I am a teacher to school children now. Shifting from HigherEd to training teachers across the country and then landing in the K-12 classrooms has not changed much in me and for me. The intent is the same: engage and empower. To deliver the message of authenticity and communication, I have interacted with every possible thing - be it students, resources, technology, books and even the chapter authors.
The textbook of English for Grade 9, compiled by NCERT and prescribed by CBSE, has a chapter named: The Sound of Music. The first part is titled Evelyn Glennie Listens to Sound without Hearing It. This carries the biography of Evelyn Glennie who lost her hearing but went ahead with her passion for music. Now she is a celebrity and is a global artist. The other part of the same chapter is on the legendary Ustad Bismillah Khan Saheb. Of course, I was bound to make the students listen to the magical rendition by Ustad Saheb and they did. To talk about Bharat Ratna Ustad Bismillah Khan Saheb is something of our own family members, so it went like that.
About Evelyn, I turned curious and wished that she could be the one whom we can approach, even from Kurukshetra. So, an e-mail was sent to her on 15 May 2021. It reads:
I am Parveen, from India.
I am an educator - teaching English. I shall be starting with a chapter with our Grade IX kids, it is a chapter on Evelyn Glennie by DEBORAH COWLEY.
As we open them to the world of "Listening" and "Music", I strongly felt like conveying this to the legend and her team.
The words have a musical reverberation effect on my ears when I hear her saying, her job is to: Teach the World to Listen.
I am not sure it is possible for me to get a reply to this message.
if it does reach you all - and the kids who shall read about her, who shall be inspired and shall see the worth of 'Listening' -
A small message to tell them - Why it is of utmost importance to 'feel and listen' music - can change the way they shall read the chapter.
We wish you all a safe and healthy life.
Loads of Love from India.
And in a couple of days, before we could finish the reading of the chapter, her reply was there on 18 May 2021:
Every day we all have an opportunity to build bridges through listening with intention and respect. That is what listening is about. It allows us to make a connection with all that is around us. We give ourselves the opportunity to listen to ourselves and how we relate to what we are listening to. For example, if I see a bird in my garden I use my eyes to listen to it. I immediately sense my body and mind engaging with the bird and therefore adding it as something positive and joyful in my life. It need only be a few seconds but I know that my attention was given fully to listening to the bird. This action then becomes a habit and before you know it everything around you becomes much more vivid with all of your senses participating in the act of listening.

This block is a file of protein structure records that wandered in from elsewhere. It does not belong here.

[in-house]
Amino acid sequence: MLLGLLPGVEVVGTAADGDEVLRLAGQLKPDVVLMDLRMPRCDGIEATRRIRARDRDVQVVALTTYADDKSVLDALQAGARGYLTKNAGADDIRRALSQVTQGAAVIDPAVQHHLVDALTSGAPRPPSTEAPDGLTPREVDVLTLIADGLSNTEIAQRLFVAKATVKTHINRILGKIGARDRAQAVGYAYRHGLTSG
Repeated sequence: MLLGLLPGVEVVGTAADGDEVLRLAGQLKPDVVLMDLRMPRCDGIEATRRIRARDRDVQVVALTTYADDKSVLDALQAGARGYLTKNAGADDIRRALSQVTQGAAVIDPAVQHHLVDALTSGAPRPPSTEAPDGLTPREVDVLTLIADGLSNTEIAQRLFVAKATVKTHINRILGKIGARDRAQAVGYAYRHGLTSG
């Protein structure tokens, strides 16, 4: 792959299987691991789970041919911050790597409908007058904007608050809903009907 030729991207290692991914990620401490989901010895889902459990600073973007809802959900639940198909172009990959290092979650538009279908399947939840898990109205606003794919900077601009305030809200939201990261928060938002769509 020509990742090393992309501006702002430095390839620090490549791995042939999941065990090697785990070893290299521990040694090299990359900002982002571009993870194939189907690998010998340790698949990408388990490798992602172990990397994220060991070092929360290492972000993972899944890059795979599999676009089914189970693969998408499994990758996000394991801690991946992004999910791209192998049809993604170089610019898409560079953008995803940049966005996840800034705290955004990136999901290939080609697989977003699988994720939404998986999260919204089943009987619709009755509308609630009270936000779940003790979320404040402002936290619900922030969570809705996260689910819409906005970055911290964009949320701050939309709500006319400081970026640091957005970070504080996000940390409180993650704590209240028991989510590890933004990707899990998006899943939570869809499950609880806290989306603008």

Engaging with musical sounds is a wonderful way to open your body up like a huge ear. Sound is vibration and therefore the whole body can participate in receiving sound. Try holding a balloon with both hands and listen to tabla or a voice. What are you feeling and where? Sing into the balloon yourself and notice where in your hands and fingers you are feeling the sound. More importantly, notice how you become more attentive to the process of digesting the sound through the body. This is what I had to do as a young child and now it is normal for me to function in this way. I can really make each sound my own just as you can. In a way, I view sound in a similar way to a food diet. What sounds are you feeding yourself and how do they make you feel? You can try to digest your sound world so that it helps you create lasting bridges.
Her website shares her bio as:
Dame Evelyn Glennie is the first person in history to successfully create and sustain a full-time career as a solo percussionist, performing worldwide with the greatest orchestras, conductors and artists. Growing up on a farm in the northeast of Scotland, Evelyn became drawn to percussion as her hearing declined because she could ‘feel the sound’. At the age of 16, she gained a place at The Royal Academy of Music in London where she studied orchestral percussion and piano. She quickly realised that there was a life for percussion outside the orchestra and became determined to define a new genre of solo percussion. Evelyn paved the way for orchestras globally to feature percussion concerti when she played the first percussion concerto in the history of the Proms at the Royal Albert Hall in 1992.
This qualifies to be a motivational post on the blog. It gives me a reason to reiterate the power of communication and establishing a dialogue. When you have an honest reason to talk to someone, they shall respond. Being a teacher who was going to teach the chapter on Evelyn Glennie; being the teacher who wrote to her on behalf of the students; being a teacher who attempts authenticity each day; and Being a teacher-learner, I could support my claim that 'it is worth to communicate'.
She wrote back and the message that came from the legend is itself a testimony that the people who have been achievers have a lot to say. There is enough space in their heart and schedules as well. So, go ahead to write to those who should respond back. More than their response, it is your own expression that you need to see. The first reward is you coming out of the overwhelming feeling and start writing; if they reply, that is the second reward actually.
Just as a bonus, do not miss listening to the divine voice and the worth-worshipping sweetness of expression - Ustad Bismillah Khan: